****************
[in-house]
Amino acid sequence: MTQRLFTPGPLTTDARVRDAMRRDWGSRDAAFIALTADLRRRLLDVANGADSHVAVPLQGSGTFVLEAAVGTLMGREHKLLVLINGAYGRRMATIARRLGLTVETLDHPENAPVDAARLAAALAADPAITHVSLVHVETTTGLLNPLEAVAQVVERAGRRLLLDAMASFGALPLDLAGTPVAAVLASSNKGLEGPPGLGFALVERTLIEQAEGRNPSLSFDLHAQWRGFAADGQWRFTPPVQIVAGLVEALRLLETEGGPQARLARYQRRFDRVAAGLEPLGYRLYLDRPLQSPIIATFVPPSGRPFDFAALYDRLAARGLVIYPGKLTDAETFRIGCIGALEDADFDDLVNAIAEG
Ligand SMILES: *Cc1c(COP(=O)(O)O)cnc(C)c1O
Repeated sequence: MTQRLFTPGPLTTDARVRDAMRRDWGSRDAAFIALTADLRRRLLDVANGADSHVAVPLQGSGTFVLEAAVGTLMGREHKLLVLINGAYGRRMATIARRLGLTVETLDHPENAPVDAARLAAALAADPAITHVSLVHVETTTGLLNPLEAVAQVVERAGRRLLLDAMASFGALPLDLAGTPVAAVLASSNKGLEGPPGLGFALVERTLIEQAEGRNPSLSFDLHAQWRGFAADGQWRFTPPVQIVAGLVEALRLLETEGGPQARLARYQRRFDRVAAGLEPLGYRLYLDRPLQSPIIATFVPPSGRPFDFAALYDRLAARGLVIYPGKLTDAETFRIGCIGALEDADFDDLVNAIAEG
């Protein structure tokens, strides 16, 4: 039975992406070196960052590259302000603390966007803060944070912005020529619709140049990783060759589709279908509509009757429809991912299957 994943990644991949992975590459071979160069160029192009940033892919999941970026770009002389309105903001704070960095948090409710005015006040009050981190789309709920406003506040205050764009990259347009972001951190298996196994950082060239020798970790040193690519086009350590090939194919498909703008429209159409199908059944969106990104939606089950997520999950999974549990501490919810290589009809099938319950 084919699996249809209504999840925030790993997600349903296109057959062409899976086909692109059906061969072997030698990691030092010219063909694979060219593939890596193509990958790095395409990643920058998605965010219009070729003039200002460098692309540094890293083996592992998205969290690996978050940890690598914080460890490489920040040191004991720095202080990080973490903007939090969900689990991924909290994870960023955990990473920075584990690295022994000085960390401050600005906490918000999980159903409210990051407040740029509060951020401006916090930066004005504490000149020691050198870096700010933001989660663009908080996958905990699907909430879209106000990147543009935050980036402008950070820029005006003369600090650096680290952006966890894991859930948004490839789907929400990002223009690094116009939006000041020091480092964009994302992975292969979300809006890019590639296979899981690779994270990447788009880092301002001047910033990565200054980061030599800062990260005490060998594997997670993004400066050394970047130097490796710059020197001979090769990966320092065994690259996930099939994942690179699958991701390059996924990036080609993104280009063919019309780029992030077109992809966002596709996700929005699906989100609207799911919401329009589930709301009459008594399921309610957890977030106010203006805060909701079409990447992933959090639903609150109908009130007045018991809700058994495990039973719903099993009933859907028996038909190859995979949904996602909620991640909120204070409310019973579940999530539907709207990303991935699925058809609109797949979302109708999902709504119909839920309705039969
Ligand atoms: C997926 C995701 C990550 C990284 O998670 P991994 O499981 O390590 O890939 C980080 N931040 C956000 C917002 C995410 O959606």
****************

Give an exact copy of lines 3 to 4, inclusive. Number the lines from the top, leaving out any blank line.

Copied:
Ligand SMILES: *Cc1c(COP(=O)(O)O)cnc(C)c1O
Repeated sequence: MTQRLFTPGPLTTDARVRDAMRRDWGSRDAAFIALTADLRRRLLDVANGADSHVAVPLQGSGTFVLEAAVGTLMGREHKLLVLINGAYGRRMATIARRLGLTVETLDHPENAPVDAARLAAALAADPAITHVSLVHVETTTGLLNPLEAVAQVVERAGRRLLLDAMASFGALPLDLAGTPVAAVLASSNKGLEGPPGLGFALVERTLIEQAEGRNPSLSFDLHAQWRGFAADGQWRFTPPVQIVAGLVEALRLLETEGGPQARLARYQRRFDRVAAGLEPLGYRLYLDRPLQSPIIATFVPPSGRPFDFAALYDRLAARGLVIYPGKLTDAETFRIGCIGALEDADFDDLVNAIAEG